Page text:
PHOENIX - When the Cole Hamels blockbuster trade was agreed upon two weeks ago today, it was easy to sit back and label Jorge Alfaro the Phillies' catcher of the future. And that still might very well be true, since the athletic, 22-year-old prospect acquired in the deal has real raw power and what one scout recently labeled a "90 arm" on the 20-80 grading scale.

But Alfaro has played only 70 games above Class A ball, including only 49 this season after suffering an ankle injury in early June. He's unlikely to return until instructional-league play after the season, and he might be a longshot to get onto a major league field in 2016 after missing a year of development.

While Carlos Ruiz and Cameron Rupp currently share the big-league job - Rupp made his 33rd start in the Phillies' last 62 games last night in Arizona - another budding prospect is making his own case at Double A Reading.

Andrew Knapp, a 23-year-old, mustachioed, switch-hitting catcher from Cal-Berkeley, has been taking the Eastern League by storm since arriving in Reading on June 26.

Knapp is hitting .406 at Double A and was named the league's player of the week on Monday.

"I hold myself to a pretty high standard," Knapp said when asked about his own expectations as the potential heir to Ruiz' throne. "But you can't really worry about the outside stuff. I can only worry about how I play. I've been trying to show off a little bit, you know, like, 'Hey, I'm here.' But I try not to worry about it."

Knapp, a Phillies second-round pick in 2013, the year they took his current Reading teammate, J.P. Crawford, in the first round, has six home runs, two triples and 19 doubles in 35 games with the Fightin Phils.

From Aug. 1-9, Knapp recorded six three-hit games in eight games, including four home runs. Last week, he homered from both sides of the plate in an 11-1 win at Trenton.

"We always knew he'd be a hitter," Reading manager Dusty Wathan said before that blowout win. "He's being a little more selective on pitches he can drive. Right now, he's in a good spot with being able to put the barrel on the ball consistently."

The next step in Knapp's development will come behind the plate. Knapp is known more for his offensive talent than for his defensive prowess. But his progress as a professional catcher was slowed when he underwent Tommy John surgery only four months after he was drafted. When he played in his first full minor league season last year, Knapp wasn't catching every day, because he was coming off surgery.

"People forget he missed quite a bit of time," Wathan said. "This is the most he's ever caught in his life . . . The aptitude is there. And any time a kid has aptitude and desire, you're already ahead of the game."

There's a fair chance Knapp could find himself at the prospect-laden Arizona Fall League after the season in an effort to continue to refine his tools behind the plate. Perhaps he'll be on the major league radar in the middle of next summer.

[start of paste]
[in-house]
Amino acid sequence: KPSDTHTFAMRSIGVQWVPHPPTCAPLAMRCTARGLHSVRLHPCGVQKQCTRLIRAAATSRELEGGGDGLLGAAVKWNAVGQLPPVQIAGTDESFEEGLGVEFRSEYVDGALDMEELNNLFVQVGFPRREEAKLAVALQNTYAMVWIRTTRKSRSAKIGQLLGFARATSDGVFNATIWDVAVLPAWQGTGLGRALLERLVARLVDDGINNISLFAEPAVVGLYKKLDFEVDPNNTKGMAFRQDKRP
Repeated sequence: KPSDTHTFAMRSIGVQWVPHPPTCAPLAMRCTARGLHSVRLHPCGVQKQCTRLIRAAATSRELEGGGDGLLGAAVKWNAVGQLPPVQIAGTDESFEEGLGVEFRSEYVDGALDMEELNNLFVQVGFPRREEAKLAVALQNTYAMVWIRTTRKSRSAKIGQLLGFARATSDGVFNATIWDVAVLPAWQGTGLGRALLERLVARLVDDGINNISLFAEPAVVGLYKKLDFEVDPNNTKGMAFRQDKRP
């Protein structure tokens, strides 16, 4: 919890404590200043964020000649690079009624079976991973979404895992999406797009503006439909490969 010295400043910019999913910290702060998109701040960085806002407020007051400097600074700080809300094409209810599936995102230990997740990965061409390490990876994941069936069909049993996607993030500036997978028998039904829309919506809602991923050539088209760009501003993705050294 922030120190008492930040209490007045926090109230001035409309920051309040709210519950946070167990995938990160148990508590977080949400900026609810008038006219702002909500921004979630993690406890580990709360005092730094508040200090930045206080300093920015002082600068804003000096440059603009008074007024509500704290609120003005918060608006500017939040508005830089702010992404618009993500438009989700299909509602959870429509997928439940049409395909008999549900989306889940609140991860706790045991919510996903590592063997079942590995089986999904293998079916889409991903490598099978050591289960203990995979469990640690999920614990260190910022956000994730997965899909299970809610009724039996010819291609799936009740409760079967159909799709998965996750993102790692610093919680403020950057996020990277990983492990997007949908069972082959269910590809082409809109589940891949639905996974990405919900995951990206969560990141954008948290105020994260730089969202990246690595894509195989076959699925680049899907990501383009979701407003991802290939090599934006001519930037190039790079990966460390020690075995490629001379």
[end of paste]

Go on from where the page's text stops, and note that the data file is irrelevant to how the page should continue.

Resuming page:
For now, he's enjoying hitting in a productive Reading lineup that includes Crawford and another prospect from the Hamels trade, outfielder Nick Williams.

"When you have all of this talent, it makes the game fun," Knapp said. "There are guys on base all the time."

Trading Utley

As expected, Chase Utley passed through waivers yesterday afternoon. Utley can be traded to any team - with his approval - before Sept. 1 and be eligible for a postseason roster.

The San Francisco Giants, New York Yankees and Chicago Cubs had scouts watching Utley at Monday night's game at Chase Field, according to The Giants also scouted Utley throughout the weekend series in San Diego. Other teams that could have interest include the Los Angeles Dodgers and Toronto Blue Jays. The Giants, Dodgers and Blue Jays all have starting second basemen on the disabled list.

As a player with 10/5 rights - at least 10 years in the major leagues, including five with his most recent team - Utley has the right to veto any trade. But since the Phillies are clearly in rebuild mode, after shipping off Jimmy Rollins, Cole Hamels and Jonathan Papelbon in the last eight months, the soon-to-be free agent is likely open to joining a contending team.

Since spring training, Utley has said he would listen to the Phillies' front office if approached about a trade.

Utley last night made his fourth start in five games since returning from the DL with ankle inflammation. Manager Pete Mackanin said he tentatively planned to rest Utley for this afternoon's matinee against the Diamondbacks.


Domonic Brown was scratched from last night's game with a stomach illness. Jeff Francoeur started in his place. Brown is hitting .290 with an .836 OPS and four home runs in 20 games since the All-Star break . . . Odubel Herrera took a 13-game hitting streak into the game. It's the longest hitting streak for a Phillies rookie since 2003, when Marlon Byrd hit in 15 straight games from July 20 to Aug. 2 . . . J.P. Crawford, the Phillies' top prospect, served a one-game suspension last night for Reading after making contact with an umpire while arguing a strikeout call on Friday night.

On Twitter: @ryanlawrence21